28 U.S.C. § 1404(a) provides that, for “the convenience of parties and witnesses, in the interest of justice, a district court may transfer any civil action to any other district or division where it might have been brought.” The plain text of § 1404(a) requires a two-part analysis. The Court must first determine if the action could have originally been filed in the transferee district. Van Dusen v. Barrack, 376 U.S. 612, 616 (1964). If so, the Court must then determine “whether, on balance, a transfer would serve ‘the convenience of the parties and witnesses’ and otherwise promote ‘the interest of justice.’” Atl. Marine Constr. Co. v. U.S. Dist. Court for W. Dist. of Tex., 134 S. Ct. 568, 581 (2013) (quoting 28 U.S.C. § 1404(a)).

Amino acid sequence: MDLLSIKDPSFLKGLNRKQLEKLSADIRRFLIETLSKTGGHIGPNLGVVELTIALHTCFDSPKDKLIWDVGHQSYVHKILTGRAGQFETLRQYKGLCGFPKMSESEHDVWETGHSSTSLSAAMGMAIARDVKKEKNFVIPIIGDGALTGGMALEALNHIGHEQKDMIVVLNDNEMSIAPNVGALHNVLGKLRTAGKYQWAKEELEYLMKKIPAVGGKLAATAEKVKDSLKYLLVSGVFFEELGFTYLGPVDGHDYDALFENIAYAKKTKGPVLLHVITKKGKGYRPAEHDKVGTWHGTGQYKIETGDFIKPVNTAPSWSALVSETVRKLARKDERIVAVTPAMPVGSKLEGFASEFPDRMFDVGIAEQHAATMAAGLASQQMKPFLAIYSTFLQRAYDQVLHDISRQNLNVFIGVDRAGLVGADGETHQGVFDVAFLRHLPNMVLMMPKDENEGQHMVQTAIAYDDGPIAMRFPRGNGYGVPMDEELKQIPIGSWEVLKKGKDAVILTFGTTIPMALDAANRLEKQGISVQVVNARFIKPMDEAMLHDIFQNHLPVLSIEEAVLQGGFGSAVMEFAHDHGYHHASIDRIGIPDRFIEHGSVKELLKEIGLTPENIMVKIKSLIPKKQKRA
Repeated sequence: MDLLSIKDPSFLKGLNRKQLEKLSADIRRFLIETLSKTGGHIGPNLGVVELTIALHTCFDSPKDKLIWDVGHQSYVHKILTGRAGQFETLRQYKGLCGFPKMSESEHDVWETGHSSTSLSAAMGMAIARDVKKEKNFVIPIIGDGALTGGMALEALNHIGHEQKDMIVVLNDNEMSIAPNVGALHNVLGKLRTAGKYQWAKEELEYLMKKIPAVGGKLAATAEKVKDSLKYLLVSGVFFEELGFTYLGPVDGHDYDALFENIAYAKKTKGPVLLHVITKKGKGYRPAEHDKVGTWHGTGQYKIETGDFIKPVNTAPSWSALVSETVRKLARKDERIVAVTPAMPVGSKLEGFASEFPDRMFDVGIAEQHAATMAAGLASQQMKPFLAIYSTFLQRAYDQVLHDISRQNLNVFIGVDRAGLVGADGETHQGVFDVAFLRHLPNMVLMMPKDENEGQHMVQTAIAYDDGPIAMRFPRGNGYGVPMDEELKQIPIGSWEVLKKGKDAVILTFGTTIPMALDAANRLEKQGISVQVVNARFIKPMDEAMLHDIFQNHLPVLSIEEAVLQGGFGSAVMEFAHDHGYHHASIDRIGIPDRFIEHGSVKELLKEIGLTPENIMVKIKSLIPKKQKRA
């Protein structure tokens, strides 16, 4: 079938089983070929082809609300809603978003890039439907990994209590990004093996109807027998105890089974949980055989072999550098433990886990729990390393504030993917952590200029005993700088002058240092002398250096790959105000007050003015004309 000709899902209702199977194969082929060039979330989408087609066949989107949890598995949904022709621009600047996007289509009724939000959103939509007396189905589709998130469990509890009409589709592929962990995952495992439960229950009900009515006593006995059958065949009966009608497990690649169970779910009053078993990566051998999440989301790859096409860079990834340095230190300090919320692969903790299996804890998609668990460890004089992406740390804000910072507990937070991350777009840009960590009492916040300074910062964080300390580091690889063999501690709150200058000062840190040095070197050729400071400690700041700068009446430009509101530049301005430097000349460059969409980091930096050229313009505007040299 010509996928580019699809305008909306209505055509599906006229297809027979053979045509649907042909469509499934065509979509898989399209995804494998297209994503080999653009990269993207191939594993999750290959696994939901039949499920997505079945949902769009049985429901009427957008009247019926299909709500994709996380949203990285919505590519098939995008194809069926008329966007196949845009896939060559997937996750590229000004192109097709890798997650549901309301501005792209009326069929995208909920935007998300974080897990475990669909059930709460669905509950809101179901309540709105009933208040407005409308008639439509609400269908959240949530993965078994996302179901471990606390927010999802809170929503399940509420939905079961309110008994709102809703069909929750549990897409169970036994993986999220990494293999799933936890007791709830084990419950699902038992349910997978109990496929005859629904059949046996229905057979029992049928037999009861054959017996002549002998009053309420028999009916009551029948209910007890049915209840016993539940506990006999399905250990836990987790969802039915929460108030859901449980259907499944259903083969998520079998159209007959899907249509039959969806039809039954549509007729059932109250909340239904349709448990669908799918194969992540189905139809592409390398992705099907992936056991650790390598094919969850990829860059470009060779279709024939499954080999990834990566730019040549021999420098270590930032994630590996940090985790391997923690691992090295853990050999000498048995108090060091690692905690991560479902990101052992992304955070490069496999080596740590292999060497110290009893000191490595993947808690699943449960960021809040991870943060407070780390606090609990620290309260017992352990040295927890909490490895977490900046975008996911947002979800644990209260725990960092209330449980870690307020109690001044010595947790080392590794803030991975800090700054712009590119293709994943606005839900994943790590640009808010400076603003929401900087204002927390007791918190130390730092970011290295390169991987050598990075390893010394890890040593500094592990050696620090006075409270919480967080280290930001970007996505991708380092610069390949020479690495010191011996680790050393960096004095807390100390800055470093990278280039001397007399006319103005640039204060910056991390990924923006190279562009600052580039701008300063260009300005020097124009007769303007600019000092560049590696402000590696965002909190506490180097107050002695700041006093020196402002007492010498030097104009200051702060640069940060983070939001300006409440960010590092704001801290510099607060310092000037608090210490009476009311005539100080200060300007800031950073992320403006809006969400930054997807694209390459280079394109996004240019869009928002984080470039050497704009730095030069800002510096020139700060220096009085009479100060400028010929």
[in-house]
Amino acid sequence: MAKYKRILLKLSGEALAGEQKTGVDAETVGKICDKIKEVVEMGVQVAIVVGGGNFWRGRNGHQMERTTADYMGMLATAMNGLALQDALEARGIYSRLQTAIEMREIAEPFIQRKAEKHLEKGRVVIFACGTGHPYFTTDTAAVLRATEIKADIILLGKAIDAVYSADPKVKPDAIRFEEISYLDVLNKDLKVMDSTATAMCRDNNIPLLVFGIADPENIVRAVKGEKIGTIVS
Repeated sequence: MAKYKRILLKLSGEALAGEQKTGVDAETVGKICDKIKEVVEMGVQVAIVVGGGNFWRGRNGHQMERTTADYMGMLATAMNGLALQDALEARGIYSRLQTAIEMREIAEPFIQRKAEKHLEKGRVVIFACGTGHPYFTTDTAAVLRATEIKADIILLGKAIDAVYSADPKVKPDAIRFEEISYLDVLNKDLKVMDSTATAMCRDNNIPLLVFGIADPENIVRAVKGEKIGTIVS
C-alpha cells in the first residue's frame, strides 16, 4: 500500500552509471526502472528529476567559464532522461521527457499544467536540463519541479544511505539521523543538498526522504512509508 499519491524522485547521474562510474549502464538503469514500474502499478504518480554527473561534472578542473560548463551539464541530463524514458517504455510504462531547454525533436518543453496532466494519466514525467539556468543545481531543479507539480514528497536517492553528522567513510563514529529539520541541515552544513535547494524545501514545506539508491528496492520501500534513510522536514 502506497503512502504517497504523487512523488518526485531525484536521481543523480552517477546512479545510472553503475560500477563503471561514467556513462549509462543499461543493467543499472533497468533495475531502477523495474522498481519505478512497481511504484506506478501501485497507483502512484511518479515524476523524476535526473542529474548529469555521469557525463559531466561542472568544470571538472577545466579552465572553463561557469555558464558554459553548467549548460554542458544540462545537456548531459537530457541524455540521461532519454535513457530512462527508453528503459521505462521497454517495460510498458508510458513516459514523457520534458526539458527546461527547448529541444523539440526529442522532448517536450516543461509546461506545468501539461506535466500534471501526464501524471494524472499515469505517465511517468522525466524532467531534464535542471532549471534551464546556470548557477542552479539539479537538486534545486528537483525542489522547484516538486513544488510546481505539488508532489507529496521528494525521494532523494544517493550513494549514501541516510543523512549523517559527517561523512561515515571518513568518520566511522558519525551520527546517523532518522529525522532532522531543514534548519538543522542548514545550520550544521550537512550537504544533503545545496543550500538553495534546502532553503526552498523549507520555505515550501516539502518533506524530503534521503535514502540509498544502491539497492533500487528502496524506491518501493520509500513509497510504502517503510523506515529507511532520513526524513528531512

JANICE D. YOUNGBLOOD, Plaintiff v. LIFE INSURANCE COMPANY OF NORTH AMERICA (W.D. Kentucky April 14, 2016) Slip Copy 2016 WL 1466559
In this claim for long term disability benefits case, the plaintiff filed suit in the Western District of Kentucky though she lived in the Northern District of Alabama for a company that was headquartered in Wisconsin. Which district is proper for venue?
The district court reviewed the various factors and provides a useful overview of considerations involved in on a motion to transfer venue (which the defendant LINA filed). The plaintiff clearly wanted the case in the Sixth Circuit but the court found that Alabama was the proper venue after applying the factor analysis.
As an initial matter, the court noted that venue must be proper in another district before the Court can transfer. Venue in an ERISA action is proper in any district: [Read more...]